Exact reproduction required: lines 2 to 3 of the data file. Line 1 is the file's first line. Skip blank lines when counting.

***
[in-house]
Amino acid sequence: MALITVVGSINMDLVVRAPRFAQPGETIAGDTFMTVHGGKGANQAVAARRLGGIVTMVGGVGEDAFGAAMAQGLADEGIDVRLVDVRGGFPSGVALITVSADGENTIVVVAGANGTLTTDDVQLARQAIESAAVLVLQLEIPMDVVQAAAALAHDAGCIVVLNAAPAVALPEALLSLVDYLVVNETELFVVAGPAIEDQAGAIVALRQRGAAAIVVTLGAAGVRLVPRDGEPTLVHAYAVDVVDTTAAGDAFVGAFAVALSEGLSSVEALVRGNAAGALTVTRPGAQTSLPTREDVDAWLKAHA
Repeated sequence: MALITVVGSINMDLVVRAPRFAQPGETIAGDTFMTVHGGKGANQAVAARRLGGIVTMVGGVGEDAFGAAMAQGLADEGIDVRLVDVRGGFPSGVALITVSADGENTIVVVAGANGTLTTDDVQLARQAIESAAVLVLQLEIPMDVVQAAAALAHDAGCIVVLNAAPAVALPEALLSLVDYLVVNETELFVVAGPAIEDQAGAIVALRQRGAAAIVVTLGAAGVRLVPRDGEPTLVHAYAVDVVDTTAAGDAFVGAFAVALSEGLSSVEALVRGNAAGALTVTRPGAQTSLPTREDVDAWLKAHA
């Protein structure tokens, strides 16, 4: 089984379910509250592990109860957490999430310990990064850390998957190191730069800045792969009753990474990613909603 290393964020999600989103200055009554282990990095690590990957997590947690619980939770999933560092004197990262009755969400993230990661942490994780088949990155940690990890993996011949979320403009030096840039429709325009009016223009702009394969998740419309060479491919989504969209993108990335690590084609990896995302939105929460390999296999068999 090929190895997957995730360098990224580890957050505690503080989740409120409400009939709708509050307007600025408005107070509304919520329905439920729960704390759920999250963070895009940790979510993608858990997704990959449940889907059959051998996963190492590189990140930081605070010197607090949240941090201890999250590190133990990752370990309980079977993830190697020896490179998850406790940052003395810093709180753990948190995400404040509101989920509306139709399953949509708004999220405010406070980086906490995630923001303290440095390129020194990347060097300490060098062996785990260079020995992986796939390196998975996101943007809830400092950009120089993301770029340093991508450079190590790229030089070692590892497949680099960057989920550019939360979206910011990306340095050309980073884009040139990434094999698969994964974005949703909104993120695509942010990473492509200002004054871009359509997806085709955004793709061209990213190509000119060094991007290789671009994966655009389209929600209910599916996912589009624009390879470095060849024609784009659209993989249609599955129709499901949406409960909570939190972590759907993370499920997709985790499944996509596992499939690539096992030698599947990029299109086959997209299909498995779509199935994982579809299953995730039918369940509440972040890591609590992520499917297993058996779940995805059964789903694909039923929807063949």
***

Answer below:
Amino acid sequence: MALITVVGSINMDLVVRAPRFAQPGETIAGDTFMTVHGGKGANQAVAARRLGGIVTMVGGVGEDAFGAAMAQGLADEGIDVRLVDVRGGFPSGVALITVSADGENTIVVVAGANGTLTTDDVQLARQAIESAAVLVLQLEIPMDVVQAAAALAHDAGCIVVLNAAPAVALPEALLSLVDYLVVNETELFVVAGPAIEDQAGAIVALRQRGAAAIVVTLGAAGVRLVPRDGEPTLVHAYAVDVVDTTAAGDAFVGAFAVALSEGLSSVEALVRGNAAGALTVTRPGAQTSLPTREDVDAWLKAHA
Repeated sequence: MALITVVGSINMDLVVRAPRFAQPGETIAGDTFMTVHGGKGANQAVAARRLGGIVTMVGGVGEDAFGAAMAQGLADEGIDVRLVDVRGGFPSGVALITVSADGENTIVVVAGANGTLTTDDVQLARQAIESAAVLVLQLEIPMDVVQAAAALAHDAGCIVVLNAAPAVALPEALLSLVDYLVVNETELFVVAGPAIEDQAGAIVALRQRGAAAIVVTLGAAGVRLVPRDGEPTLVHAYAVDVVDTTAAGDAFVGAFAVALSEGLSSVEALVRGNAAGALTVTRPGAQTSLPTREDVDAWLKAHA